The Corruption of Dark Afterword (+ Recording)


WARNING: SPOILERS

This afterword is a retrospective on characters and change. A character's change and the retaining of identity.

Continuity through Change

This one…

This one is a longtime coming.

I knew it was coming. The moment things begin, their end is known. We all know we will end. The definition of it, however, is unknown. 

But I knew this was coming. 

See, the moment Hequera began, well, not the exact moment, a bit later, I knew she was going to end. She was not the part that I needed. She was the part that would give way to what was needed.

Xesh, Tosh, Chag…all also made knowing their tragic ends. The exact scene, the exact definition of their ends, I did not know then. But I knew it would be bloody, it would be brutal, and it would carry the sense of extreme finality.

Above all, it was necessary.

It was necessary, but still…I could not take them away without giving them anything in return. If I am going to kill one of my characters, they are going to get a respectable send-off or that death is going to mean something so powerful that’ll echo through stories to come. 

That was the basis for my concept with this book: vignettes with each one of the to-be-gone, vignettes that gave my characters the time to express themselves one last time unfettered. I gave them that.

And I also took them away but that was how it had to go. They all had to die for the story to be complete. That was what was needed…but what was the story? Why was this the way of things?

Let me explain like this:

Hequera and Riag’wug were never in the original story. Original, as in the super rough draft of How to Stop Wildfire. But I needed something more—something to start the long game that would come to head much later. The Guardian and Malcolm Zfnoc were another end game just like the Trinity and the One. An end game that took six books to get to. The end game that was sparked with Hequera and Riag’wug’s little side adventure. They were the ignition to a series of quests that had no point until they culminated in this book.

But one of that pair persisted past the start.

Hequera…Hequera lived. Hequera was seemingly a nobody to the grand game I had planned long ago. But I had to do something with her. I brought her in and so I had to take care of her.

There was something else I had to take care of too.

There was another character I knew I had to bring into the fold. That character had always been a part of it, looming in the background. Awaiting the pieces and events to finally fall into place. 

As in the coming, rather, the return, of Malcolm Zfnoc. The Master of Dark, the mystery villain plaguing this set of four books, now no longer mystery. Malcolm Zfnoc…Malcolm Zfnoc was the villain that awaited them—one that would persist and linger through more than one quest. One that would change them.

One bit of legend did not change.

In the misty legends, Malcolm Zfnoc had a winged mount. That bird-like dark creature was a slave to Malcolm Zfnoc, wrought into being by Malcolm Zfnoc’s command over dark. This character eventually became a part of the Trinity and the One.

This being was named Dien.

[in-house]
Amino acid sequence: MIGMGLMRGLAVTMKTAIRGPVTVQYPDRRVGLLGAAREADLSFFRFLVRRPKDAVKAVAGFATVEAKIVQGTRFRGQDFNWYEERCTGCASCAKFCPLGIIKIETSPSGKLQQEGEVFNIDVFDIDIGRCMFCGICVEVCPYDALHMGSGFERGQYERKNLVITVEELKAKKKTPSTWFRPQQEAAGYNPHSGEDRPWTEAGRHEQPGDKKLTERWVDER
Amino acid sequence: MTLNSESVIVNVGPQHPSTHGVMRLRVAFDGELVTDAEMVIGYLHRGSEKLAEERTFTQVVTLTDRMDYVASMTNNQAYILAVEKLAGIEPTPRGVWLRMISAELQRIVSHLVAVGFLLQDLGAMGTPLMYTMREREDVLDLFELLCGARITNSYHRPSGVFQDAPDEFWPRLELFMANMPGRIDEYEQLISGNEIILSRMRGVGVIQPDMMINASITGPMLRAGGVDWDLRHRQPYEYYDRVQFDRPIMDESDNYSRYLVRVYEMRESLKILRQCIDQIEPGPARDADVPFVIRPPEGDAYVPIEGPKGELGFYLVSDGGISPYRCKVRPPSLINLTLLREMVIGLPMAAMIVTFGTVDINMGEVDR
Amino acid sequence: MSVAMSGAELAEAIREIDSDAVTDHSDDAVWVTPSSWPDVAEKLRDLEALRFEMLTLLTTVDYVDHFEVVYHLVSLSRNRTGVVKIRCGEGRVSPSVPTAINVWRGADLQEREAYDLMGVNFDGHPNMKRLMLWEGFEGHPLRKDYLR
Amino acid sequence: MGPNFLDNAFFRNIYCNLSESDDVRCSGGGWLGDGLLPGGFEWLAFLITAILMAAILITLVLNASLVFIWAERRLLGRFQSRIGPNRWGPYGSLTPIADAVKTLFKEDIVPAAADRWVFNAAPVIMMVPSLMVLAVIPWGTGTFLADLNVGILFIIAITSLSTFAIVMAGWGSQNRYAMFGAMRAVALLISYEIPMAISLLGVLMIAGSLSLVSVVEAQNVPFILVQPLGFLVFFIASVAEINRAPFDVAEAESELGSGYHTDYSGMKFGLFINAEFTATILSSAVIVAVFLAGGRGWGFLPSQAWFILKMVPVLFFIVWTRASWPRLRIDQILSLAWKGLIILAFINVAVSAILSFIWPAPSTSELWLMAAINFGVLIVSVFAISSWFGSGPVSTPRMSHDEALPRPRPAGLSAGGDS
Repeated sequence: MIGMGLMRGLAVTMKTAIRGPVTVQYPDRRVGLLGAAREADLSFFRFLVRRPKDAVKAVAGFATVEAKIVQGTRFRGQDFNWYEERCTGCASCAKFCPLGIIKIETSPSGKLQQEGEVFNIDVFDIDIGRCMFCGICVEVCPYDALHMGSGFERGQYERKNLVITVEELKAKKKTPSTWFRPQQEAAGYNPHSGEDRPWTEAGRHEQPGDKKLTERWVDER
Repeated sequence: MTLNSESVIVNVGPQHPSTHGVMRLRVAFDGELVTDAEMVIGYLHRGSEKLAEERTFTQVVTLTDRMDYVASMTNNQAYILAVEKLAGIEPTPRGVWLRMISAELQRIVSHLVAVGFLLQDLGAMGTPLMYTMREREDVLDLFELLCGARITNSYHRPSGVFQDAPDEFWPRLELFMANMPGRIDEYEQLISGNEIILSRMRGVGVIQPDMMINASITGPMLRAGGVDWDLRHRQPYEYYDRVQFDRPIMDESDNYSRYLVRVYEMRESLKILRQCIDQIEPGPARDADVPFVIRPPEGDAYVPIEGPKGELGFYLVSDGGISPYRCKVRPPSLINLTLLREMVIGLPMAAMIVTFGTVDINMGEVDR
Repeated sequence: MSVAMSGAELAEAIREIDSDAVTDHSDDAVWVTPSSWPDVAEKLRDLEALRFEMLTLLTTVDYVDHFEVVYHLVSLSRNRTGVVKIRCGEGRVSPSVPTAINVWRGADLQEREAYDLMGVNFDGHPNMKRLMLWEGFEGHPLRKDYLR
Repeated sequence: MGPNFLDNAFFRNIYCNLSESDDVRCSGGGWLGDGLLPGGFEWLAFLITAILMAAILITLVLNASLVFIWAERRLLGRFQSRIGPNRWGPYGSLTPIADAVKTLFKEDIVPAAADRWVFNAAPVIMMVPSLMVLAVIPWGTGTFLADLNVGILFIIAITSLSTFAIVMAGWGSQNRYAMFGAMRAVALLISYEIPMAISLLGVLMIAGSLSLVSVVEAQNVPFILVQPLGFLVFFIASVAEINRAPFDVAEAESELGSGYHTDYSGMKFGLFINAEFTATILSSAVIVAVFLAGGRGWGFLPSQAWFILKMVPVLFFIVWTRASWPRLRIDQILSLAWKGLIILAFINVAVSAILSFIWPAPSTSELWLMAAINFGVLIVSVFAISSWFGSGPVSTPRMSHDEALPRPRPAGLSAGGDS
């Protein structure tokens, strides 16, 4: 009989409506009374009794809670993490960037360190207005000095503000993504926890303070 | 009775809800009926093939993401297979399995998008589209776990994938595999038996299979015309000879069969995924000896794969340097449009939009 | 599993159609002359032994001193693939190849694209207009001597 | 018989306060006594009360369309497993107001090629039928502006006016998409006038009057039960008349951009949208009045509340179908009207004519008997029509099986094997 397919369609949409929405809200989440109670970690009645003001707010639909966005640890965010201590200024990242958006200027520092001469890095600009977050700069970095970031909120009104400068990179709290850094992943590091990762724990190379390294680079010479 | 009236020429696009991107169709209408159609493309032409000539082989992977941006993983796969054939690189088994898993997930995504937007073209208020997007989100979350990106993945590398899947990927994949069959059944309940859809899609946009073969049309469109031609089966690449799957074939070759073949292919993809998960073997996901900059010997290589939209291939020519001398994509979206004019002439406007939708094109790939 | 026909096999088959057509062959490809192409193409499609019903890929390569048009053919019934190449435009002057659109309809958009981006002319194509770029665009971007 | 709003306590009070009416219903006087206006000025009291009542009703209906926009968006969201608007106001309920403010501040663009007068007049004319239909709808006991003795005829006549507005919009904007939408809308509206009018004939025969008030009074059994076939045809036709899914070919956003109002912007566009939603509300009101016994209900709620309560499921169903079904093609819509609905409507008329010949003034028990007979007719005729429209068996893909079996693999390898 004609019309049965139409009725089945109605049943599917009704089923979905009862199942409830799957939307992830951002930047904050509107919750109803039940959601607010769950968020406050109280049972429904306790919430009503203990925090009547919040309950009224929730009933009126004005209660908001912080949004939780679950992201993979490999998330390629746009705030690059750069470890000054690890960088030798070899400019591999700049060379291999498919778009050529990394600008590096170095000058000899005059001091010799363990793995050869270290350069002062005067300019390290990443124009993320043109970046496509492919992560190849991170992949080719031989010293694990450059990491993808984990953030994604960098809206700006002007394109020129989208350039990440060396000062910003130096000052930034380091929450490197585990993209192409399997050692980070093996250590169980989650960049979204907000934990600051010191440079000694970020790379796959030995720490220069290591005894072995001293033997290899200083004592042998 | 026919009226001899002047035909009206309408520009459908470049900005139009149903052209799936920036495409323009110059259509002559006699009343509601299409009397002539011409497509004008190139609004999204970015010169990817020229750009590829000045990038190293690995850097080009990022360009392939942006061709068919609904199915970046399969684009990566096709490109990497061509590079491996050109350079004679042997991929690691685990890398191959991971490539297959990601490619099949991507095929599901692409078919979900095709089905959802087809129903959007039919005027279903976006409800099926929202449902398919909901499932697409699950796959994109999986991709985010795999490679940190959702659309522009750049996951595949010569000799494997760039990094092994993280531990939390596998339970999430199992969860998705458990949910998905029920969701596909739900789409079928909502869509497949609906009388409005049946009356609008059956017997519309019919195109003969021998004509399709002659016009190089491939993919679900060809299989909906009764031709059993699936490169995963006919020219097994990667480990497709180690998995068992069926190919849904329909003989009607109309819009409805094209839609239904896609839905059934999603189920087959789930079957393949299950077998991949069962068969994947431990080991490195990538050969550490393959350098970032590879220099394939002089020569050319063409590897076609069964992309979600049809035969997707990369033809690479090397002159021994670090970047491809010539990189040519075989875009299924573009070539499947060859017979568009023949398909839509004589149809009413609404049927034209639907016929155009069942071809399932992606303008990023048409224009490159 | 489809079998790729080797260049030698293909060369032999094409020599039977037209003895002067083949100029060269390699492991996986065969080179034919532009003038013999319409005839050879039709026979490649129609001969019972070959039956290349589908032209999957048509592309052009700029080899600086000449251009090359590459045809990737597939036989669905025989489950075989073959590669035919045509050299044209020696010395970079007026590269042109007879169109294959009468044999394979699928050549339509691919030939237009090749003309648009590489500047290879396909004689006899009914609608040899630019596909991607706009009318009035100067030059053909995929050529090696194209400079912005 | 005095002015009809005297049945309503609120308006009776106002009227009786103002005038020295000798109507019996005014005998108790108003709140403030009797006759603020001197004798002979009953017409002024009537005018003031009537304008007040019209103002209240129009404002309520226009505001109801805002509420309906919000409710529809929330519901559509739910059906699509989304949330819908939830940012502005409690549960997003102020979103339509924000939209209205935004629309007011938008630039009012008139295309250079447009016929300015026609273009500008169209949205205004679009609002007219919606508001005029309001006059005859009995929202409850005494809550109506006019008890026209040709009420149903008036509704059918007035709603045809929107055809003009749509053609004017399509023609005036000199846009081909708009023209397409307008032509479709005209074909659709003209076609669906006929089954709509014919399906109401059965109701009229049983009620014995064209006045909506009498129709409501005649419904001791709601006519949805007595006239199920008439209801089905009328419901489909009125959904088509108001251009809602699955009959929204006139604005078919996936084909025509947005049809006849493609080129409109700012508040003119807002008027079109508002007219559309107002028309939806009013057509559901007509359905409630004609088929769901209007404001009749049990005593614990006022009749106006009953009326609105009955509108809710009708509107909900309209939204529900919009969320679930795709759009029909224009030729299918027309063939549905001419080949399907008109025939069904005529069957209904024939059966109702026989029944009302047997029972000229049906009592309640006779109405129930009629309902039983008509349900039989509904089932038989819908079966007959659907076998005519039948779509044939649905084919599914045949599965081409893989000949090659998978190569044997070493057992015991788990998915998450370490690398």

The change came in this:

Hequera…Hequera would be the sacrifice to bring about Dien. I’ve known that for a while now.

So this was a long time coming.

And it was perfect. 

Hequera to Dien. Hequera was part of this beginning and so she was part of the end game. She was a critical piece of this end. It was due for her. This change…this change was owed to her. She deserved to become more. To become Dien.

So Hequera becomes Dien—Hequera changes into Dien. Names change. The definition of it…the definition changes just a little bit too. 

Definition and identity, the changes of each—that’s what the The Corruption of Dark is about, one way or another. Hequera struggles with accepting her changes and then changes completely into Dien. Her identity is viscerally altered. 

Hequera to Dien…Dien from Hequera. One thing to another. Transformation. Rebirth. Not rebirth. An exchange.

Where’s the continuity? 

That’s the question that haunts her. That’s the question that haunts me.

Have I lost myself? Am I even that self anymore? What is myself?

The answer is simple:

No. I’m not—I’m different. But I’m also the same. There’s a link between every iteration. There’s remembrance. There’s persistence. There’s continuity. It can’t be explained. It can’t be articulated. But there’s continuity through some flicker of being that is the very essence of a person. That keeps it tied together. That sustains the continuity.

Knowing that essence…that allows you to know where you are.

Dien knows where she is. Dien’s here.

Here is now and here contains all that came before and the potential for all that shall come after. Here…here is where Dien realizes she is…and realizes here is infinite. That we have so much connecting us. We have so much extending ourselves beyond our form and immediate being. The true passion of being. That’s here.

I’m here.

And one day I won’t be here. Someone else will. Maybe no one else will. But the markings left on this world will. The constellation of connections I have developed will persist the essence of me. These words will keep the idea of this coherent me alit in the minds of others.

This is all even when ‘me’ has ceased into ‘we’. Ceased. Changed. Started and ended.

Dialona is the beginning and the end. And it is always here.

In that sense, there are no goodbyes. There are no welcomes either. It’s just here.

And I’m here and ready.